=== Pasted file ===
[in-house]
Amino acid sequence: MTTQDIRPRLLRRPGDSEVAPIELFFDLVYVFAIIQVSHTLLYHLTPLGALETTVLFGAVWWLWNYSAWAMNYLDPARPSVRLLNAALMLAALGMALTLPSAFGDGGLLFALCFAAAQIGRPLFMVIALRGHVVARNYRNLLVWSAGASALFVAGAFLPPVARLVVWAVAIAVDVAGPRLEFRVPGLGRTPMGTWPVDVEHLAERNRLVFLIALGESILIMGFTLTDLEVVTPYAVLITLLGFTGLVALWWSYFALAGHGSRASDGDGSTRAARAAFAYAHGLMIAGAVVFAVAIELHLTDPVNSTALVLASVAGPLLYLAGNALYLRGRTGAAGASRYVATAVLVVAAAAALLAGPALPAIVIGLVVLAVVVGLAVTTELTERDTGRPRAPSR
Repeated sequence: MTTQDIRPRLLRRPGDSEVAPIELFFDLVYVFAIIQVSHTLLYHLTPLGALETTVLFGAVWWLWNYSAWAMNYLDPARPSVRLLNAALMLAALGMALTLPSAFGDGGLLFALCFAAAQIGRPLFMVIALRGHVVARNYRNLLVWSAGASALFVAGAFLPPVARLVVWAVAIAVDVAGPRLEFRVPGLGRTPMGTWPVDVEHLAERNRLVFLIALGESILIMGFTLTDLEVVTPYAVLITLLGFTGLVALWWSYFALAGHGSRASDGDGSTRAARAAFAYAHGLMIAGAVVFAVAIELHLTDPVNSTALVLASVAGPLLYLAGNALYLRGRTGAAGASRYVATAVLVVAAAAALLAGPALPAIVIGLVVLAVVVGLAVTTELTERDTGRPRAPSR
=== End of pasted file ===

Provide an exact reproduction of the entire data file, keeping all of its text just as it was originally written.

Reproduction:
[in-house]
Amino acid sequence: MTTQDIRPRLLRRPGDSEVAPIELFFDLVYVFAIIQVSHTLLYHLTPLGALETTVLFGAVWWLWNYSAWAMNYLDPARPSVRLLNAALMLAALGMALTLPSAFGDGGLLFALCFAAAQIGRPLFMVIALRGHVVARNYRNLLVWSAGASALFVAGAFLPPVARLVVWAVAIAVDVAGPRLEFRVPGLGRTPMGTWPVDVEHLAERNRLVFLIALGESILIMGFTLTDLEVVTPYAVLITLLGFTGLVALWWSYFALAGHGSRASDGDGSTRAARAAFAYAHGLMIAGAVVFAVAIELHLTDPVNSTALVLASVAGPLLYLAGNALYLRGRTGAAGASRYVATAVLVVAAAAALLAGPALPAIVIGLVVLAVVVGLAVTTELTERDTGRPRAPSR
Repeated sequence: MTTQDIRPRLLRRPGDSEVAPIELFFDLVYVFAIIQVSHTLLYHLTPLGALETTVLFGAVWWLWNYSAWAMNYLDPARPSVRLLNAALMLAALGMALTLPSAFGDGGLLFALCFAAAQIGRPLFMVIALRGHVVARNYRNLLVWSAGASALFVAGAFLPPVARLVVWAVAIAVDVAGPRLEFRVPGLGRTPMGTWPVDVEHLAERNRLVFLIALGESILIMGFTLTDLEVVTPYAVLITLLGFTGLVALWWSYFALAGHGSRASDGDGSTRAARAAFAYAHGLMIAGAVVFAVAIELHLTDPVNSTALVLASVAGPLLYLAGNALYLRGRTGAAGASRYVATAVLVVAAAAALLAGPALPAIVIGLVVLAVVVGLAVTTELTERDTGRPRAPSR